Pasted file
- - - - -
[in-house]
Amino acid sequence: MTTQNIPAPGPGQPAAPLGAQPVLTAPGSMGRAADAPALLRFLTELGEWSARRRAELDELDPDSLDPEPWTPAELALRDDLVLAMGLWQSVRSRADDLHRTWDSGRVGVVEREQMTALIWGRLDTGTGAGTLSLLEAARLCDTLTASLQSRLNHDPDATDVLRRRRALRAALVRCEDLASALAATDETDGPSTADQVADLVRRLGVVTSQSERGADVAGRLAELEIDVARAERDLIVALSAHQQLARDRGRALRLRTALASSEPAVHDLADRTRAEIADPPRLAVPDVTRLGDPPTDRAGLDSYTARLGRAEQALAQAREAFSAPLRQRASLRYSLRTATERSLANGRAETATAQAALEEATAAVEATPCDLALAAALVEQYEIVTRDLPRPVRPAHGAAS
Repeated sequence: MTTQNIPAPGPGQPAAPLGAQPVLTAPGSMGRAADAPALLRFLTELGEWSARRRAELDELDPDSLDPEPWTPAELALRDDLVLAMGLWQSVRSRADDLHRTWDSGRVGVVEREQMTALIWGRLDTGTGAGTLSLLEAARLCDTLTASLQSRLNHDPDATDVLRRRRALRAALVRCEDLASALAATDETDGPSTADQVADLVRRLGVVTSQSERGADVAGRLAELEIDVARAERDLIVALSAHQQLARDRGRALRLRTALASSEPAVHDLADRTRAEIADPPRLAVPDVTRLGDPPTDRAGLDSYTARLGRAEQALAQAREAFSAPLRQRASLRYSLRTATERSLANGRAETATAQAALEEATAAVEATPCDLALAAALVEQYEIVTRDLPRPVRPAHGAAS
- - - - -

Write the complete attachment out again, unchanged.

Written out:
[in-house]
Amino acid sequence: MTTQNIPAPGPGQPAAPLGAQPVLTAPGSMGRAADAPALLRFLTELGEWSARRRAELDELDPDSLDPEPWTPAELALRDDLVLAMGLWQSVRSRADDLHRTWDSGRVGVVEREQMTALIWGRLDTGTGAGTLSLLEAARLCDTLTASLQSRLNHDPDATDVLRRRRALRAALVRCEDLASALAATDETDGPSTADQVADLVRRLGVVTSQSERGADVAGRLAELEIDVARAERDLIVALSAHQQLARDRGRALRLRTALASSEPAVHDLADRTRAEIADPPRLAVPDVTRLGDPPTDRAGLDSYTARLGRAEQALAQAREAFSAPLRQRASLRYSLRTATERSLANGRAETATAQAALEEATAAVEATPCDLALAAALVEQYEIVTRDLPRPVRPAHGAAS
Repeated sequence: MTTQNIPAPGPGQPAAPLGAQPVLTAPGSMGRAADAPALLRFLTELGEWSARRRAELDELDPDSLDPEPWTPAELALRDDLVLAMGLWQSVRSRADDLHRTWDSGRVGVVEREQMTALIWGRLDTGTGAGTLSLLEAARLCDTLTASLQSRLNHDPDATDVLRRRRALRAALVRCEDLASALAATDETDGPSTADQVADLVRRLGVVTSQSERGADVAGRLAELEIDVARAERDLIVALSAHQQLARDRGRALRLRTALASSEPAVHDLADRTRAEIADPPRLAVPDVTRLGDPPTDRAGLDSYTARLGRAEQALAQAREAFSAPLRQRASLRYSLRTATERSLANGRAETATAQAALEEATAAVEATPCDLALAAALVEQYEIVTRDLPRPVRPAHGAAS